Crain’s Health Pulse
July 7, 2016
As the growth of urgent care centers has accelerated over the past several years, more emergency department clinicians are making the leap to these companies that stress convenience and accessibility for patients and offer a quieter lifestyle for medical professionals. About 70% of clinicians currently working at CityMD, and about 75% of the clinicians at GoHealth Urgent Care, previously worked in emergency departments. As New York incentivizes the move away from hospitals and toward outpatient care, more practitioners may have to make a similar transition.
Crain’s chatted with a physician and a licensed nurse practitioner, who both left hospital emergency departments to work at walk-in clinics to find out why they defected, and whether it was worth it.
Dr. Kenneth Weinberg, who now works at ProHEALTH Urgent Care, said he chose to leave emergency department work after more than 20 years because he grew frustrated by his inability to provide continuing care to his patients with chronic diseases. While the episodic nature of his work continues in the world of urgent care, the level of tragedy Weinberg sees is “dialed down significantly,” he said.
“I used to dread going to work as my career went on,” said Weinberg. “It was just really onerous.”
But the pay was good. Weinberg said he made $200 per hour in the emergency department at Holy Name Medical Center in New Jersey. Since leaving in 2011, he has accepted hourly pay cuts of $50 to $80 in his subsequent urgent care positions. The employee benefits in urgent care are also less robust, Weinberg said.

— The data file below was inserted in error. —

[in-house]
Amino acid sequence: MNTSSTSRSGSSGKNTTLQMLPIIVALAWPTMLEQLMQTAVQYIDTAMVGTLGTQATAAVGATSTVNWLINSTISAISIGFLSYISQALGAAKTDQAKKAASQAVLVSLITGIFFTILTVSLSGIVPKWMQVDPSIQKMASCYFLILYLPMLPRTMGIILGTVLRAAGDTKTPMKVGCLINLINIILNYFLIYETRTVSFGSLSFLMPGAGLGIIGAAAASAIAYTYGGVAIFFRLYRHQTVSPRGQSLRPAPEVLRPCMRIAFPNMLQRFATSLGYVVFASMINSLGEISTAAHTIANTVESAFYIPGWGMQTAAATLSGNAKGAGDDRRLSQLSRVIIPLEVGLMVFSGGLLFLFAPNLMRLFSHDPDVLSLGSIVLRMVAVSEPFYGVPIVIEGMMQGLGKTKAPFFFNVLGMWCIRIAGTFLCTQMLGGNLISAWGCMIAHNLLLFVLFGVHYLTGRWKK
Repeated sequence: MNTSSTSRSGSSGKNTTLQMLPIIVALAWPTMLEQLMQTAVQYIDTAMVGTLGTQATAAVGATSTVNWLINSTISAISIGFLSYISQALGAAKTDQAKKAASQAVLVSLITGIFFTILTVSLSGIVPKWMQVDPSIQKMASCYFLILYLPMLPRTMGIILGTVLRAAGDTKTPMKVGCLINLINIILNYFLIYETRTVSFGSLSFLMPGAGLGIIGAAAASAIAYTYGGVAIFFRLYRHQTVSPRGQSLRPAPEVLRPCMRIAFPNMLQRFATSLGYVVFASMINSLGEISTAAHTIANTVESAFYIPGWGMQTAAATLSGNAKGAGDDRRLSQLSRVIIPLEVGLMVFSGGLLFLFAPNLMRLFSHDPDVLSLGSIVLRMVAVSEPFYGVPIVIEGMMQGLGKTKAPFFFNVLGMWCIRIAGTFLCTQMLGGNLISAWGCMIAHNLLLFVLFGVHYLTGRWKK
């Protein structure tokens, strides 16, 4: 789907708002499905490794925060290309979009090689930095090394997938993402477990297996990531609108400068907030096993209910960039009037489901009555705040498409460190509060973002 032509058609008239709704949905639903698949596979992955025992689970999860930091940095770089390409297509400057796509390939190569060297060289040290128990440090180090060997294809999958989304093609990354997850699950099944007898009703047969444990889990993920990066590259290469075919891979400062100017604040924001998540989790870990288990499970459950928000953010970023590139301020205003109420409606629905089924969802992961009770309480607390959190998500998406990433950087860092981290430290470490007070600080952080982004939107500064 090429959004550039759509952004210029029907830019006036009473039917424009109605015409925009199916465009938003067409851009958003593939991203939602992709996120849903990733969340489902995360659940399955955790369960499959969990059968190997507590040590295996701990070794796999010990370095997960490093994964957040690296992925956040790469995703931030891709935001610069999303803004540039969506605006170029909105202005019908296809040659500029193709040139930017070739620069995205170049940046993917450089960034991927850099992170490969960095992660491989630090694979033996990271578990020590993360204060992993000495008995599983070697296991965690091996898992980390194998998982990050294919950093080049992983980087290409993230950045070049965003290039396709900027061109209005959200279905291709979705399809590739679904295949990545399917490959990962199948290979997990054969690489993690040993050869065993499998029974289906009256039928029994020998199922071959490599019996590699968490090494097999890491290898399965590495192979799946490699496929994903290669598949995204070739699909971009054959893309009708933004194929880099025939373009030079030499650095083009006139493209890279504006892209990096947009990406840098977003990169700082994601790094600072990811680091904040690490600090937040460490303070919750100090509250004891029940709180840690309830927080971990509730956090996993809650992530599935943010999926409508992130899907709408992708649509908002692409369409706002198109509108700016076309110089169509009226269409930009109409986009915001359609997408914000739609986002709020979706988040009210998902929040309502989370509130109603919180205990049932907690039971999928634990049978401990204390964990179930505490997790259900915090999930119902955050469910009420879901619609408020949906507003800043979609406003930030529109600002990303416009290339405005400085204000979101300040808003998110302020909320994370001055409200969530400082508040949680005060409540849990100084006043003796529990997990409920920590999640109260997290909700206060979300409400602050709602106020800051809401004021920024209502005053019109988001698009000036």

Weinberg has worked at several urgent care chains and in most cases the pay cut has been worth it for him.
“A very well-run urgent care can be a really pleasurable place to work,” he said, recalling a positive relationship with his colleagues at CityMD, where he worked from October 2012 to June 2014.
The hours could be long, if a lot of people came just before closing, because there was no one to relieve him from his shift, as there would be in a hospital. Still, Weinberg appreciated that the office was well-organized and less hectic than an emergency department.
He said he ultimately quit because he didn’t like the organization’s corporate culture.
For nurse practitioners, the move to urgent care also has its pros and cons. Nancy Marrazzo, 51, previously worked as a nurse practitioner at Beth Israel and Long Island College Hospital before taking a position at GoHealth Urgent Care, which is affiliated with Northwell Health.
Marrazzo said she now gets to spend more time with patients. But while working at a hospital-affiliated urgent care center appealed to her, she said it still doesn’t offer the same level of access to resources like medical tests.
Weinberg said the limited opportunity for career growth in urgent care continues to be a major drawback. But urgent care operators say they are working to create career trajectories and incentives that will attract the best medical practitioners. “We have examples in our organization of providers who took on medical director roles and now run an entire market,” Todd Latz, chief executive of Atlanta-based GoHealth Urgent Care, which is partnered in New York with Northwell Health, said during a Crain's health summit panel on urgent care last week.
While a spokeswoman for CityMD said the chain prefers to recruit from emergency departments rather than medical schools, GoHealth said it is starting to hire new graduates from primary care programs at schools including Duke University, Nassau University Medical Center, Northwell Health-Glen Cove and Northwell Health-Plainview.
“If you went back in time and looked at urgent care five, seven, 10 years ago, it was physicians who were running from something,” said Latz during the panel. “I think what we’re seeing today is they’re really running to this model now because it allows them to be caregivers full-time.”
New York medical schools contacted about the destinations of their recent graduates were unable to provide specific data on how many ended up in urgent care.